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Please politely educate AC director, Hilton Cole, on the "statistics" regarding pit bulls and breed specific legislation.

Animal Control Center
Hilton M. Cole, Director
2680 Progress Rd.
Baton Rouge, LA 70807
(225) 774-7700 Office
(225) 774-7876 Fax
[email protected]

Anti-pit bull faction won't let matter drop

Metro Councilman Mike Walker may be abandoning his breed-specific regulations aimed at pit bulls, but city-parish Animal Control Center Director Hilton Cole is not ready to give up just yet.

Cole said he remains convinced that a breed-specific law is the only way to address pit bull problems in East Baton Rouge Parish, even though Parish Attorney Wade Shows has repeatedly warned that it could cause constitutional problems.

"The statistics speak for themselves. They show that one breed, the pit bull, is causing a disproportionate share of problems," Cole said.

Of the 105 dog bites that led to impoundments in the parish through July 13 of this year, 33 involved pit bulls. In addition, one pit bull mix was impounded for biting a person during that period.

The bottom line, Cole said, is that pit bulls are a threat to the public.

"My job is to tell the council the statistics and let them decide what to do. We're going to enforce whatever they pass," Cole said.

But it appears that the council will not consider any dog-related legislation for a while.

Walker's office issued a memo to the council Tuesday, explaining that he needs more time to rework the proposed ordinance to remove all breed-specific regulations against pit bulls.

Meanwhile, a critic of Walker's breed-specific legislation on the council is calling for a 90-day deferral so the legislation can be reworked by a study committee.

Councilman Ulysses "Bones" Addison said it would be "foolish" to adopt breed-specific regulations that are likely to trigger a legal battle.

"Why would we vote to pass something that's going to get us sued the same day we pass it?" Addison asked.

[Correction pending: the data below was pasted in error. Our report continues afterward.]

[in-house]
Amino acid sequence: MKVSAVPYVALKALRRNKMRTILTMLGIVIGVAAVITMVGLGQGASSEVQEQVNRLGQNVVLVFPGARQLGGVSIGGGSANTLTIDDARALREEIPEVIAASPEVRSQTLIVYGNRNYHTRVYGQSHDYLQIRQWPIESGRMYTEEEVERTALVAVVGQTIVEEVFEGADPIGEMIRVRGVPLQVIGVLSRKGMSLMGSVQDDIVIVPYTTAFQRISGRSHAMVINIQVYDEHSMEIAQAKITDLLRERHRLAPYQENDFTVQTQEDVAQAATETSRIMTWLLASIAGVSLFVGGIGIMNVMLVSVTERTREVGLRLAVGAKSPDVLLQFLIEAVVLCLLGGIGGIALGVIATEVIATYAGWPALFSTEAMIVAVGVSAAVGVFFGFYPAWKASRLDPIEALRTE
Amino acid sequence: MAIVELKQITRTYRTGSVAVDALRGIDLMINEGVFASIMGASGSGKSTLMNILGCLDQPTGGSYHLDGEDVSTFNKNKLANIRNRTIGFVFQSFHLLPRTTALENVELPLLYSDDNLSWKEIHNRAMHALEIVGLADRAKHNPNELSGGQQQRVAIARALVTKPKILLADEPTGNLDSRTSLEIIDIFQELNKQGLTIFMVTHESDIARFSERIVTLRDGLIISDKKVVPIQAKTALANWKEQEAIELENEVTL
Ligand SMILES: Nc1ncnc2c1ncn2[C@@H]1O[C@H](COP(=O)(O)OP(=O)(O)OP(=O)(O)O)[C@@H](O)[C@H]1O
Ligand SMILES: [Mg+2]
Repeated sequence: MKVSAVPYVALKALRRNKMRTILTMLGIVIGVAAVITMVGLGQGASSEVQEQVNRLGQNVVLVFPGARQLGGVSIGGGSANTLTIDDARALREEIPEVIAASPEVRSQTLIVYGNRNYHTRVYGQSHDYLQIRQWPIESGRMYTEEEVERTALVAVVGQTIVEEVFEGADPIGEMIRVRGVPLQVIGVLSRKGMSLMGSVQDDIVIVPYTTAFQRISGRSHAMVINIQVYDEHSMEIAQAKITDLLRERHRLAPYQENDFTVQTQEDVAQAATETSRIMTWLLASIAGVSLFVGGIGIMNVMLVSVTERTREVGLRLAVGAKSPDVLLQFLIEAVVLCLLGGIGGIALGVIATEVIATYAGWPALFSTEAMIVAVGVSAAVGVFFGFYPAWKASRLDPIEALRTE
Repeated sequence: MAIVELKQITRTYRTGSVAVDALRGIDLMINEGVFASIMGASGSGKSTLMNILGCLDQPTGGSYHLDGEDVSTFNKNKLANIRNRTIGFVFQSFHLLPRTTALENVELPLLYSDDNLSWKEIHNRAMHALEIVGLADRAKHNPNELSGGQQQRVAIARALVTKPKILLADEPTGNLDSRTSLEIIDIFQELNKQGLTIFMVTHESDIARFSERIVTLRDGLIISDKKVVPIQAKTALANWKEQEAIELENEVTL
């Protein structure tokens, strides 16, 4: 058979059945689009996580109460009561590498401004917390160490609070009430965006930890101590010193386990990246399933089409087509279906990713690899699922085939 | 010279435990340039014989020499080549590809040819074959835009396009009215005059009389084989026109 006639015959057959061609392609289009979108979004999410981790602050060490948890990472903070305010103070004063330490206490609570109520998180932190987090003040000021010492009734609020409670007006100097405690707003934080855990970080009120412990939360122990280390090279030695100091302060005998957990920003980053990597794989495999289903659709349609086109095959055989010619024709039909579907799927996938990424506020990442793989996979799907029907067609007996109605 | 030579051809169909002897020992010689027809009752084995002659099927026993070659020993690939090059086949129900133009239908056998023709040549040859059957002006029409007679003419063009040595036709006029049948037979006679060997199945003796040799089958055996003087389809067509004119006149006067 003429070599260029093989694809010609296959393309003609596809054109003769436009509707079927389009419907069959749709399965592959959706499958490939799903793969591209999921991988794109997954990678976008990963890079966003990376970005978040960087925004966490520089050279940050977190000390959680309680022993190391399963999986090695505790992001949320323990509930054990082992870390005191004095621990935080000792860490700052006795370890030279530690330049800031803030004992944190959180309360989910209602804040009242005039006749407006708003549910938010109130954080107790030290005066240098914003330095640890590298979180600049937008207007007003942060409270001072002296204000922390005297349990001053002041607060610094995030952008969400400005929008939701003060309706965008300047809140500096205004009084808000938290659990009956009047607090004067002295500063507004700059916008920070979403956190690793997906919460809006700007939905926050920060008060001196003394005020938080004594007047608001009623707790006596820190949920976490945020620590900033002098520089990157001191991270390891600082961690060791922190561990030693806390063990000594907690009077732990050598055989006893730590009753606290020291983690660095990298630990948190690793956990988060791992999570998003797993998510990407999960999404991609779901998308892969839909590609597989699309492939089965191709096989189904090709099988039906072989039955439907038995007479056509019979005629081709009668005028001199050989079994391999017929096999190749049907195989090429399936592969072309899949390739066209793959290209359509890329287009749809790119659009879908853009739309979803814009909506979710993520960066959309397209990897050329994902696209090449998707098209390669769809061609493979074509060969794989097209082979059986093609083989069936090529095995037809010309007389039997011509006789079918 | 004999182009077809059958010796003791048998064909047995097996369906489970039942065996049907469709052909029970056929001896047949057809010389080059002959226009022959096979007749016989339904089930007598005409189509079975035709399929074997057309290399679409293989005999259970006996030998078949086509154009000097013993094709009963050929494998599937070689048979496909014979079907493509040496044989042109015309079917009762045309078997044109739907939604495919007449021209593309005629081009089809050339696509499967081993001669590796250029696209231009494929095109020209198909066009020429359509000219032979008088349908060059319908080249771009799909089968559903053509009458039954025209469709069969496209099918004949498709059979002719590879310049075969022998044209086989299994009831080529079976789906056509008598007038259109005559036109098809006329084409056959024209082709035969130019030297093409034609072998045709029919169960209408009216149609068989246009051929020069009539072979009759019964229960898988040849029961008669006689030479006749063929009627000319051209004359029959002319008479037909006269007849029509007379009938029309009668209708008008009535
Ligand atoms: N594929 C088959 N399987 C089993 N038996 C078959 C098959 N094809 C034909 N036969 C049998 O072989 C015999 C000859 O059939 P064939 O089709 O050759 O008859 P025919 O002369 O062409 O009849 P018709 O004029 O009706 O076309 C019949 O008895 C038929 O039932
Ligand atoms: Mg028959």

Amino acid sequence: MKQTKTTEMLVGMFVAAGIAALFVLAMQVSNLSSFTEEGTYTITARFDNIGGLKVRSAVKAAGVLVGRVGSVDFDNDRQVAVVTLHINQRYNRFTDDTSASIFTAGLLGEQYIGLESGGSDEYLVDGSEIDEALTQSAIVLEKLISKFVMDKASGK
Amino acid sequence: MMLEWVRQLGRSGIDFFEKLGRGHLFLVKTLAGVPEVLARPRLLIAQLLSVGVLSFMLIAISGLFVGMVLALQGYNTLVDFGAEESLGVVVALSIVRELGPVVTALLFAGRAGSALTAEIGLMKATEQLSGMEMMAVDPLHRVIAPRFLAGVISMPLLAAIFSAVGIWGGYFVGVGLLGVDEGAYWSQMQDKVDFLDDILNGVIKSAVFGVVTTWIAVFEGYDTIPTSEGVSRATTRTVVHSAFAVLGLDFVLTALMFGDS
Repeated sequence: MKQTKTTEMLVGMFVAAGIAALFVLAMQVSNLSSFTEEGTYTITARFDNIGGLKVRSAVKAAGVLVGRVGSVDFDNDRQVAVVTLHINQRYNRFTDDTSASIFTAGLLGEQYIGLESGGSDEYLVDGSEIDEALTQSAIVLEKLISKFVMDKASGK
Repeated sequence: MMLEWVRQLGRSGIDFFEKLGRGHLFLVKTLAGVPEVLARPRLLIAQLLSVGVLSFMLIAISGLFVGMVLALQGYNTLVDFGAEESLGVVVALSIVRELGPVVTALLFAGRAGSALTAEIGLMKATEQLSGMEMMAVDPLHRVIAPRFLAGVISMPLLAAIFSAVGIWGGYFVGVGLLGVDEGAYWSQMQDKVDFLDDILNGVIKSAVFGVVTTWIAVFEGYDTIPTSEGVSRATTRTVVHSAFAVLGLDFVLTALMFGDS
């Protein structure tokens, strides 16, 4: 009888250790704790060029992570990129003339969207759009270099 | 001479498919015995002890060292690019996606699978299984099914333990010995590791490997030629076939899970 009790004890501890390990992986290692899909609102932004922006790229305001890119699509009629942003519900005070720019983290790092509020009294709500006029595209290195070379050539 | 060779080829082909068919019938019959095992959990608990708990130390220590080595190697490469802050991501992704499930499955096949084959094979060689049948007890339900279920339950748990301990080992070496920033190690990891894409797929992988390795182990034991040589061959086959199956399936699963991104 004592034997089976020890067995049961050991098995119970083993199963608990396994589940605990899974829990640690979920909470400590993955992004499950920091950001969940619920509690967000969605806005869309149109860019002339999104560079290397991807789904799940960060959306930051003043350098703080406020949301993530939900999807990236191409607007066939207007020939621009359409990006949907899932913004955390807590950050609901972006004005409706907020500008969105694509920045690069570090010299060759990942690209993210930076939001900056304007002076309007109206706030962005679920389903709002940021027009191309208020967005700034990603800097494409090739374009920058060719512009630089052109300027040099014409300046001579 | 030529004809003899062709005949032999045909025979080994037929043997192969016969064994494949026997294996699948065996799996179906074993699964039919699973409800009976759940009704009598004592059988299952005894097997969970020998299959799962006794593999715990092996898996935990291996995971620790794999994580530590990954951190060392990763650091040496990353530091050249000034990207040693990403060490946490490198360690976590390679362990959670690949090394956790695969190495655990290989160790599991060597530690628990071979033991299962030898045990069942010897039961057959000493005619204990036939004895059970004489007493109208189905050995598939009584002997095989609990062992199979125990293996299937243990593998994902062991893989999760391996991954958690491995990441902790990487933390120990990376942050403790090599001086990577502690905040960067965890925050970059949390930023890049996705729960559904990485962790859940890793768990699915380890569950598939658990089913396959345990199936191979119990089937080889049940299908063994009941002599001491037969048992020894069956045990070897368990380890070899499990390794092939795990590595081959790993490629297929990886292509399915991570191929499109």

The pit bulls that Cole and his officers deal with are not the same dogs that are popular family pets in many East Baton Rouge homes, Addison said.

Most pit bulls are kept by people who are going to follow whatever regulations the council passes, Addison said.

By contrast, the "problem" pit bulls that Cole's officers encounter on the streets often belong to professional dog fighters, drug dealers, irresponsible owners and others who do not pay attention to laws, he said.

"It doesn't matter what regulations we pass, the criminal element isn't going to follow them," Addison said.

Addison said he'd like to see dog owners, veterinarians and animal advocates representatives on the study committee.

The panel that helped Walker draft his proposed ordinance consisted of Cole, Walker's legislative aide, and two residents of Walker's district concerned about the recent mauling of a 13-year-old boy by a pit bull in their subdivision.

Addison said the mauling was unfortunate, but should not be the reason for new legislation. "At the end of the day, it was an isolated incident," he said.

Addison said he does not see Walker's ordinance as resolving any problem.

Walker said recently that he is giving up on the breed-specific regulations because he cannot get enough council votes to pass it.

Among other things, the breed-specific regulations would have required pit bull owners to get a special registration, and to keep their pets in pens or kennels within a fenced yard with signs that say, "Pit Bull on Premises."


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